Xell/Lucas waved his hand casually, “Not to worry Mr. Bishop. This is Orleans. She is a dear friend. She’s here to help us.”
Mr. Bishop looked thoughtfully at the woman and turned back to Xell. “I see.”
He went back to reading.
Xell held a sleek black pen in his hands which he rolled between his thumb and his forefinger. “You’re in more danger than you know, Orleans. It’s a risk to contact you like this, but I need you to be aware of your surroundings. I need you to know they are watching you. Always watching you.”
Orleans walked past them both to the window. She ignored her reflection other than noticing she was dressed in a hospital gown and look out onto the blackness of space. “I don’t need your help. Don’t want it. You went your way. I went mine,” she said. She couldn’t help but stare at the slow swirl masses ahead of them.
“They hope you will lead them to me.”
“Ha,” replied Orleans. “Fat chance of that happening. I don’t even like acknowledging your existence these days.”
“Eventually you will come to find me. I expect they will follow you. I just want you to be aware of who you bring along.” Xell sounded sure of his assertions.
She closed her eyes, tired of the tension she felt around her. She didn’t feel like participating anymore. “Bullshit. I don’t give a shit what your plans are.”
“Even if it means the survival of us of us? Would you care if I told you Jules and all the rest of the veil will die without intervention?” Xell had a pleading tone to his voice.
She took a deep breath. Opened her eyes to see the ‘heavens’ her ancestors had only been able to see from Earth’s gravity. “I’ve seen so much death in my lifetime. What’s a few more bodies to add to the count?”
“You don’t mean that.” Xell’s voice softened.
She turned back to look at him noticing for the first time the ever present sadness in his eyes hidden beyond his pride. “Maybe I do. Maybe in the end of all this, none of us were ever meant to survive the Grey.” She looked back out the window completely captivated.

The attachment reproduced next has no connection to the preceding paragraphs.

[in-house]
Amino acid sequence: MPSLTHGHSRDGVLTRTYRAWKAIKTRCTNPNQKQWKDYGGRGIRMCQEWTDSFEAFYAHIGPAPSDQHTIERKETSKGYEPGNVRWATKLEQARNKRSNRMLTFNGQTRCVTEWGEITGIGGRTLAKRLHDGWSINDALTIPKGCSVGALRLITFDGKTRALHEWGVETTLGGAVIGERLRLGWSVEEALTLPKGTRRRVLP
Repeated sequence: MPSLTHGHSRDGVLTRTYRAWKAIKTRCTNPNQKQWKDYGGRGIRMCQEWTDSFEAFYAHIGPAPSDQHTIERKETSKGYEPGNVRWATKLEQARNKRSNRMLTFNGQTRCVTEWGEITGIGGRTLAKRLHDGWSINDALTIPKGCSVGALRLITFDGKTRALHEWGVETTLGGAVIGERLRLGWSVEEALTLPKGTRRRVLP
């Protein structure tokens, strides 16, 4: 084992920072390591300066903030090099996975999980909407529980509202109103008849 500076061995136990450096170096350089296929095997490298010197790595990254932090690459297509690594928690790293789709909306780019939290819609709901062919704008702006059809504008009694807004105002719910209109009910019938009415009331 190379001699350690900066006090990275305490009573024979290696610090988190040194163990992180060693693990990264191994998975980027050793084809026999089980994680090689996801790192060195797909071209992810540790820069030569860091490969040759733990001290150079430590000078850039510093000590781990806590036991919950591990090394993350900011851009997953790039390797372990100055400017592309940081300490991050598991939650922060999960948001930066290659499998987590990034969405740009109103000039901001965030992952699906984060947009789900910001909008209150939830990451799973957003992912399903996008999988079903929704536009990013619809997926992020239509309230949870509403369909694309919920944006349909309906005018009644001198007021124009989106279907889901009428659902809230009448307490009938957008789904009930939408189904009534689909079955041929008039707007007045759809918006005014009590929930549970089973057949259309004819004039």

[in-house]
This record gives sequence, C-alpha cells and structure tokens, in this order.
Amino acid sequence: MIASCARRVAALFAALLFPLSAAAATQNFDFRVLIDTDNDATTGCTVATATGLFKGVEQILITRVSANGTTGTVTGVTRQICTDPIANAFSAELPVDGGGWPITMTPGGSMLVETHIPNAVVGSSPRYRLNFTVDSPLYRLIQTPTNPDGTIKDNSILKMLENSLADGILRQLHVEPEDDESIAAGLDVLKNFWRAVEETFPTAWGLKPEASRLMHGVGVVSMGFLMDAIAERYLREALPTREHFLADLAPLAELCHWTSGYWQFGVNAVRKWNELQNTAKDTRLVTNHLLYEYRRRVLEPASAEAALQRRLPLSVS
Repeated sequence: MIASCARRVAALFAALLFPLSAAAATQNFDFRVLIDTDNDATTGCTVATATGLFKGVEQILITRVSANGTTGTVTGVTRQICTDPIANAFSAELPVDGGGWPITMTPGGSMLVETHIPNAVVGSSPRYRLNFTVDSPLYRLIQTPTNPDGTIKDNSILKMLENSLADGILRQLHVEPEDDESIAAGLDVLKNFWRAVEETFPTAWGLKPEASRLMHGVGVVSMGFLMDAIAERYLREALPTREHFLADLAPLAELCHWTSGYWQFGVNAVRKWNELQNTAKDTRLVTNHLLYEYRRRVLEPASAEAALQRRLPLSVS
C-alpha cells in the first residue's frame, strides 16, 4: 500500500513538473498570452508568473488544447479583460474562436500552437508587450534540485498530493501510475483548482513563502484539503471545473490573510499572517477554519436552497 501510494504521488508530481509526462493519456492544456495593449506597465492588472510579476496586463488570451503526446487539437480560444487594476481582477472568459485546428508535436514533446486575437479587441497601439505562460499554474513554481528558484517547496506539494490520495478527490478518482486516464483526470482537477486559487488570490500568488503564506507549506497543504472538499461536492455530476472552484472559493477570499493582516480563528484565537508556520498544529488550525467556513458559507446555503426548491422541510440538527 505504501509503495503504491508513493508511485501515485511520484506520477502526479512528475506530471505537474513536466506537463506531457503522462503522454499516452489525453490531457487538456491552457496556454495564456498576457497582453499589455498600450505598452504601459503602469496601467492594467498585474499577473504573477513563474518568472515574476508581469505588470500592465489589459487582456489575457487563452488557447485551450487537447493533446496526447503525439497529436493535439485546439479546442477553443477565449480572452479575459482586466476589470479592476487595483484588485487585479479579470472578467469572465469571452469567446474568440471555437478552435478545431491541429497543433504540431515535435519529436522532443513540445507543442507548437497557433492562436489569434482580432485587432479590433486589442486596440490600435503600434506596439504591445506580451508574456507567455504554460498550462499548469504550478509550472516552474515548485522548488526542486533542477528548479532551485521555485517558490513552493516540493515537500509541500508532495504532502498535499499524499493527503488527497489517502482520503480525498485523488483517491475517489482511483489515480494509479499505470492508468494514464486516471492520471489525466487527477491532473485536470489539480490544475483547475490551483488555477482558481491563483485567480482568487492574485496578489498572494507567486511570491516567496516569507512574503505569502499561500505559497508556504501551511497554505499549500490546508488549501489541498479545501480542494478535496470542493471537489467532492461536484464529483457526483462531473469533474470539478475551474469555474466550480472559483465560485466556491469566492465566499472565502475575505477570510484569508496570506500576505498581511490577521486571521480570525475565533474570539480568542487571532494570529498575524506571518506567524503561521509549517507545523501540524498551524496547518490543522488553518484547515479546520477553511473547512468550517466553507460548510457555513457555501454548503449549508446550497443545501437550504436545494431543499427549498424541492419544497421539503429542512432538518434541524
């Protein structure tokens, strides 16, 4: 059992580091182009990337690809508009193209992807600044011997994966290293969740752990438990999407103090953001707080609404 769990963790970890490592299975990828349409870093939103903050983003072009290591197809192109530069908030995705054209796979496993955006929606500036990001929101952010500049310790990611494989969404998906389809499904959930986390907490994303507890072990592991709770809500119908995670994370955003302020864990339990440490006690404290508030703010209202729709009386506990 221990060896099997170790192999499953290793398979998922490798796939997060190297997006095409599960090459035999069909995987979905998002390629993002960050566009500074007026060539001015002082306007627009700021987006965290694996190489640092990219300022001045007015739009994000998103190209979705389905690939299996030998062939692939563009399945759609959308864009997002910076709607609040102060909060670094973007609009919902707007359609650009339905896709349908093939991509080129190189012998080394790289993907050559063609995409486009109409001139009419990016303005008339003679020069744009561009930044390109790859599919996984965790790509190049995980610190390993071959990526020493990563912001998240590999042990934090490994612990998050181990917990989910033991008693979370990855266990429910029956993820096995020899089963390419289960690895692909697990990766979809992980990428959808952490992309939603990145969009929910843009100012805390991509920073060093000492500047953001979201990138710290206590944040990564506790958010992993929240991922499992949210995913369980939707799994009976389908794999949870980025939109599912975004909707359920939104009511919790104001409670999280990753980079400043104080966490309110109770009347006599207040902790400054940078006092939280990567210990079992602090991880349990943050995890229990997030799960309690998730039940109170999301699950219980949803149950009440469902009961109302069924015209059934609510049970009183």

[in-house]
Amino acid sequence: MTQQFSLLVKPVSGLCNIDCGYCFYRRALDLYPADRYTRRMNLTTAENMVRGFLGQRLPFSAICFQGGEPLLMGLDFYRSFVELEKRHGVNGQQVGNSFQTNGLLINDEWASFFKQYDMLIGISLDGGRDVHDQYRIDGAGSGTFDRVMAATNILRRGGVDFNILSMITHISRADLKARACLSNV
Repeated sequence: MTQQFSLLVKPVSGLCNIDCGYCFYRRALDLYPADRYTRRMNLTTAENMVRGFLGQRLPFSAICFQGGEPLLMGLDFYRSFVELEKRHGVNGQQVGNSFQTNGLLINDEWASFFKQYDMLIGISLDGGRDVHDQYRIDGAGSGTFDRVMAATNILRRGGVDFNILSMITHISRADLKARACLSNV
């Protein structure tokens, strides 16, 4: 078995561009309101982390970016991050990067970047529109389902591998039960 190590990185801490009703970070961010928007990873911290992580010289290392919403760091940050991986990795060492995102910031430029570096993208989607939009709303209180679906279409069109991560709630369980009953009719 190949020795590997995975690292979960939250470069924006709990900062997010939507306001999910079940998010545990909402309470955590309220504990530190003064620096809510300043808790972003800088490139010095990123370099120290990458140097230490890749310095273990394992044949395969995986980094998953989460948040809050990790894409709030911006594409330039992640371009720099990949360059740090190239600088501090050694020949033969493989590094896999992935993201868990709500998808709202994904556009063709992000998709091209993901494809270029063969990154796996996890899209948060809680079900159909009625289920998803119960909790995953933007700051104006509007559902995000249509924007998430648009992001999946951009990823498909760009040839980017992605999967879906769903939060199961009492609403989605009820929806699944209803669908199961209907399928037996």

“It troubles me to see you so, my love,” He said lightly.
She sighed more than exasperated. “Leave me alone, Xell. I just got back home and I’m tired as hell.”
“We’re all tired, Orleans. But the fate of the world is at stake and we must continue on just like everybody else.”
“Oh no. Not the fate of the world you say. Dear Lord. Whatever shall we do.”
He stood up from his table and moved closer to her. “Orleans, listen to me.”
She turned to fully face him. She shivered in her hospital gown. It was cold in this place. She gritted her teeth as she bite the words at him “You’ve become pathetic and boring even in my dreams, Xell. This must mean something.”
“Are you certain this is a dream?” He tilted his head and looked past her to the view beyond.
She grinned as her eyes narrowed. A tinge of hate to her voice. “Hmm. Spaceship. Random old guy who vaguely looks like someone out of a history book and you. Yep. Pretty fucking certain this is a dream.”
“Don’t discount this. I may end up turning out to be real.” He studied her face which made her self conscious and uncomfortable.
“As real a ghost as you ever were, Xell.”
His whole face tightened. His jaw clenched. “There’s not much time left to waste in this idle chastising.” He grabbed hold of her arm tightly and she couldn’t escape his grasp. He pulled her towards him as he looked down into her eyes. “Listen to me, I’ve reprogrammed the relays to read as though you’ve been gone to Halifax, Nova Scotia in 1911 for the last four years. So when they ask you, be sure to tell them that is indeed where you’ve been.”